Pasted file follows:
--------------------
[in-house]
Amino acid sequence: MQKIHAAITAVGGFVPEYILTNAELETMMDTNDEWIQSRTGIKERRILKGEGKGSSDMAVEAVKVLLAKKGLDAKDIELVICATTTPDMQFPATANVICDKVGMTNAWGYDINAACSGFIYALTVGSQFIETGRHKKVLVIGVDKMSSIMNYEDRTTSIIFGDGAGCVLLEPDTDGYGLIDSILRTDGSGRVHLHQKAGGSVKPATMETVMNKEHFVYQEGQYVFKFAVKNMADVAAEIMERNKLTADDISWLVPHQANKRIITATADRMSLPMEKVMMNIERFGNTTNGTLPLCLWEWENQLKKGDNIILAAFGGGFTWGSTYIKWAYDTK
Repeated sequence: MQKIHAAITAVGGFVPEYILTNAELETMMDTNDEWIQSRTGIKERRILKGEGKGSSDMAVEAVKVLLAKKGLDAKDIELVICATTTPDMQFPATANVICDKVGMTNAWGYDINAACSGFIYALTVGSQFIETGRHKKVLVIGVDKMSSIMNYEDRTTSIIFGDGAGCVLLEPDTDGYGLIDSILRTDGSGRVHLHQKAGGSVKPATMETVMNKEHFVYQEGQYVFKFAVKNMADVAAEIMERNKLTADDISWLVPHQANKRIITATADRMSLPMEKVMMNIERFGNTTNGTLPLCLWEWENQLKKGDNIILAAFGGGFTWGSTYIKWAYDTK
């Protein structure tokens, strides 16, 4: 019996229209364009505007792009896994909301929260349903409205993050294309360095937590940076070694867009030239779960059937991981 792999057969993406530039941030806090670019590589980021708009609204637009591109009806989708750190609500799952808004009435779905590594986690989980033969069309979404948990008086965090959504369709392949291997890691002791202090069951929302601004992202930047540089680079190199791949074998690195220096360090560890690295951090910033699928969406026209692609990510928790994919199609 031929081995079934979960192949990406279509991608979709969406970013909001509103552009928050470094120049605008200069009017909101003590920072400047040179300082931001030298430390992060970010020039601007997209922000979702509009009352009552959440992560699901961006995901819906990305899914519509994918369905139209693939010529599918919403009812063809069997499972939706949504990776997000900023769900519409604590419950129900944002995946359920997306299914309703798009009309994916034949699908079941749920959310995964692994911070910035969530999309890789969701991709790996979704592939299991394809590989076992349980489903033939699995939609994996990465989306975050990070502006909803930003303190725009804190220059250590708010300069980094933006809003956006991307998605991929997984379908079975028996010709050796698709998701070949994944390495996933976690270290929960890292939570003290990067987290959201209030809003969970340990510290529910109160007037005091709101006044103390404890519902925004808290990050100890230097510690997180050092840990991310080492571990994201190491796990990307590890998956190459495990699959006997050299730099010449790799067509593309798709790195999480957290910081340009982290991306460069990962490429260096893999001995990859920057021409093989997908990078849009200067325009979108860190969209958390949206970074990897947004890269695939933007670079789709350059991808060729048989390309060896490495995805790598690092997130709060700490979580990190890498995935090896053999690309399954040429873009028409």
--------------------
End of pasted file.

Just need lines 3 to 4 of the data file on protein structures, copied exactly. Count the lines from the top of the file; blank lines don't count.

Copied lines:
Repeated sequence: MQKIHAAITAVGGFVPEYILTNAELETMMDTNDEWIQSRTGIKERRILKGEGKGSSDMAVEAVKVLLAKKGLDAKDIELVICATTTPDMQFPATANVICDKVGMTNAWGYDINAACSGFIYALTVGSQFIETGRHKKVLVIGVDKMSSIMNYEDRTTSIIFGDGAGCVLLEPDTDGYGLIDSILRTDGSGRVHLHQKAGGSVKPATMETVMNKEHFVYQEGQYVFKFAVKNMADVAAEIMERNKLTADDISWLVPHQANKRIITATADRMSLPMEKVMMNIERFGNTTNGTLPLCLWEWENQLKKGDNIILAAFGGGFTWGSTYIKWAYDTK
């Protein structure tokens, strides 16, 4: 019996229209364009505007792009896994909301929260349903409205993050294309360095937590940076070694867009030239779960059937991981 792999057969993406530039941030806090670019590589980021708009609204637009591109009806989708750190609500799952808004009435779905590594986690989980033969069309979404948990008086965090959504369709392949291997890691002791202090069951929302601004992202930047540089680079190199791949074998690195220096360090560890690295951090910033699928969406026209692609990510928790994919199609 031929081995079934979960192949990406279509991608979709969406970013909001509103552009928050470094120049605008200069009017909101003590920072400047040179300082931001030298430390992060970010020039601007997209922000979702509009009352009552959440992560699901961006995901819906990305899914519509994918369905139209693939010529599918919403009812063809069997499972939706949504990776997000900023769900519409604590419950129900944002995946359920997306299914309703798009009309994916034949699908079941749920959310995964692994911070910035969530999309890789969701991709790996979704592939299991394809590989076992349980489903033939699995939609994996990465989306975050990070502006909803930003303190725009804190220059250590708010300069980094933006809003956006991307998605991929997984379908079975028996010709050796698709998701070949994944390495996933976690270290929960890292939570003290990067987290959201209030809003969970340990510290529910109160007037005091709101006044103390404890519902925004808290990050100890230097510690997180050092840990991310080492571990994201190491796990990307590890998956190459495990699959006997050299730099010449790799067509593309798709790195999480957290910081340009982290991306460069990962490429260096893999001995990859920057021409093989997908990078849009200067325009979108860190969209958390949206970074990897947004890269695939933007670079789709350059991808060729048989390309060896490495995805790598690092997130709060700490979580990190890498995935090896053999690309399954040429873009028409």